top of page
  • Writer's pictureRealFacts Editorial Team

Presidential Election: Voter Demographic Shifts and Trumps Convictions


Donald J. Trump

Close Race Within Key Demographics


The race between Joe Biden and Donald Trump for the 2024 presidential election is notably close, over the first three months of the year the candidates are no more than three points apart in national polling averages. Donald Trump has consistently held a narrow lead, a first for him as he never led in general-election polling averages in his previous 2016 and 2020 campaigns. Trump leads in several key swing states, including: Arizona, Georgia, Michigan, Nevada, Pennsylvania, and Wisconsin, which he lost in 2020. This poses a significant concern for Biden and is likely to determine the 2024 outcome.

A small but crucial group of voters who supported Biden in the last election are now indicating a shift in their allegiance. A statistical model built from YouGov survey data, which you can view here (combined_yahoo_20240606.pdf (d3nkl3psvxxpe9.cloudfront.net)), includes demographic profiles, voting history, and voting intentions of over a thousand people surveyed weekly, shows that racial minorities and young voters are moving away from Biden, contrary to constantly voting Democrat in those categories. Racial minorities and young voters seem to be one of the main causes of this swing and if maintained can be the leading cause to Trump’s reelection. The YouGov survey also uncovered that religion emerges as the strongest predictor of voting intention, with 73% of Mormons and evangelical voters supporting Trump, compared to only 13% of atheists.


Unlike the sharp realignments of 2016 and 2020, where Trump attracted working-class white voters and lost college-educated ones, this year's swing voters are more demographically alike: young, black or Hispanic, and city dwellers, suggesting weaker party alliances and less political engagement. However Trump still holds the majority in the working class while cutting into the minority and city share of voters that primary vote Democrat.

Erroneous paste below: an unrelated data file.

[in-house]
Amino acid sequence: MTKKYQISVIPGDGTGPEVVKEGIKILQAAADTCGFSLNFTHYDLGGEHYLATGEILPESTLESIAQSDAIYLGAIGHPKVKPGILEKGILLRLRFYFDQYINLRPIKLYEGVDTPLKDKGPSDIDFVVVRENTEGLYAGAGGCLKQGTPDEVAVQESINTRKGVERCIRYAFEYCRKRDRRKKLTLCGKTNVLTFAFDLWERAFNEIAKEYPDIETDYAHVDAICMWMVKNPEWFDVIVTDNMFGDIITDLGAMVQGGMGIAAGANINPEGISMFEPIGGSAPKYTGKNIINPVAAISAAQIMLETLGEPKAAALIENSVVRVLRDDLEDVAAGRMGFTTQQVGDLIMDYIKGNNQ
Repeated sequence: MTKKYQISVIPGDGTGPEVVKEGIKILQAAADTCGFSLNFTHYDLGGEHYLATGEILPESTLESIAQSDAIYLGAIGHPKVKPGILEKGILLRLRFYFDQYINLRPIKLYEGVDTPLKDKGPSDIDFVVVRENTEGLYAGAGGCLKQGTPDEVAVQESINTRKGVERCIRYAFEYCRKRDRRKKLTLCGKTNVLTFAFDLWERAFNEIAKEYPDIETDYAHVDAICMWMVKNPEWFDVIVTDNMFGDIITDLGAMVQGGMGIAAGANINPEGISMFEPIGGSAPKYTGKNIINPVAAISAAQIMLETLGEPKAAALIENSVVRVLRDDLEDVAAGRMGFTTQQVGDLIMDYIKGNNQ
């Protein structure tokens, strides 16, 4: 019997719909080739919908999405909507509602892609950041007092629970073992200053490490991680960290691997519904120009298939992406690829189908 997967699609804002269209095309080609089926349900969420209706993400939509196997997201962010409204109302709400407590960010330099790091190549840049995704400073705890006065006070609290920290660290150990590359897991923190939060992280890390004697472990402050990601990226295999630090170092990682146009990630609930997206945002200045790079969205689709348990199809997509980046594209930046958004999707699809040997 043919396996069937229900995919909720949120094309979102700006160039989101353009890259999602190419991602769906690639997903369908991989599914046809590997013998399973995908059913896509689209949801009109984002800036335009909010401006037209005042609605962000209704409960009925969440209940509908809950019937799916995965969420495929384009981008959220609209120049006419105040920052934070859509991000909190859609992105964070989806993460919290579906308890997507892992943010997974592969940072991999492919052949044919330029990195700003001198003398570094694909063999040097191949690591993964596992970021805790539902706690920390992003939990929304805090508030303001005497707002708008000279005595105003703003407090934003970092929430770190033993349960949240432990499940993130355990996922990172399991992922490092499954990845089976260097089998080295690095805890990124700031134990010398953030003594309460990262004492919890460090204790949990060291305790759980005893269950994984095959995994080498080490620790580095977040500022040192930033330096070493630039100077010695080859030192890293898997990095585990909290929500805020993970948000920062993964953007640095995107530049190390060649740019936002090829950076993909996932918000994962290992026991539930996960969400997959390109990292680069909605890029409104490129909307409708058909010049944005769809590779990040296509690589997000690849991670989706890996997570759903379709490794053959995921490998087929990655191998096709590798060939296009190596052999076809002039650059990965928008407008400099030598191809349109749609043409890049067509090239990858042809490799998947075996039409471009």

Trump’s Convictions and Financial Support Impact


Recently Trump became the first former American president to be convicted of felonies, specifically 34 counts related to election law violations involving hush money payments to Stormy Daniels. While the conviction underscores the principle that no one is above the law, it is likely to weaken rather than strengthen the rule of law in the long run. The case is susceptible to appeal due to the lack of clear precedent and the complexity of the charges, which could bolster Trump's claims of political persecution.


This legal battle has paradoxically revitalized Trump's political fortunes, unifying Republican support behind him and boosting his standing in the polls. The prosecution's impact on independent voters remains uncertain, and the situation has made it challenging for Biden's

campaign to leverage Trump's legal issues without appearing politically motivated. The conviction, originally intended to emphasize the importance of accurate record-keeping, may end up aiding Trump's bid for a second term, contrary to the prosecutors' intentions.


On the financial front, Trump is gaining significant support from billionaire backers. Notable figures like Stephen Schwarzman of Blackstone, Miriam Adelson, and Bill Ackman are showing support for Trump. Elon Musk, with whom Trump previously had a contentious relationship, is also reportedly on friendlier terms with him. Despite Biden raising more money overall, Trump’s recent surge in funding, especially following his conviction in a Manhattan courtroom, signifies his growing support among wealthy Republicans who believe backing him could secure future economic benefits.


Overall, the 2024 election is shaping up to be a highly contested and unpredictable race, with significant implications for both candidates and the future of American politics.

Comments


bottom of page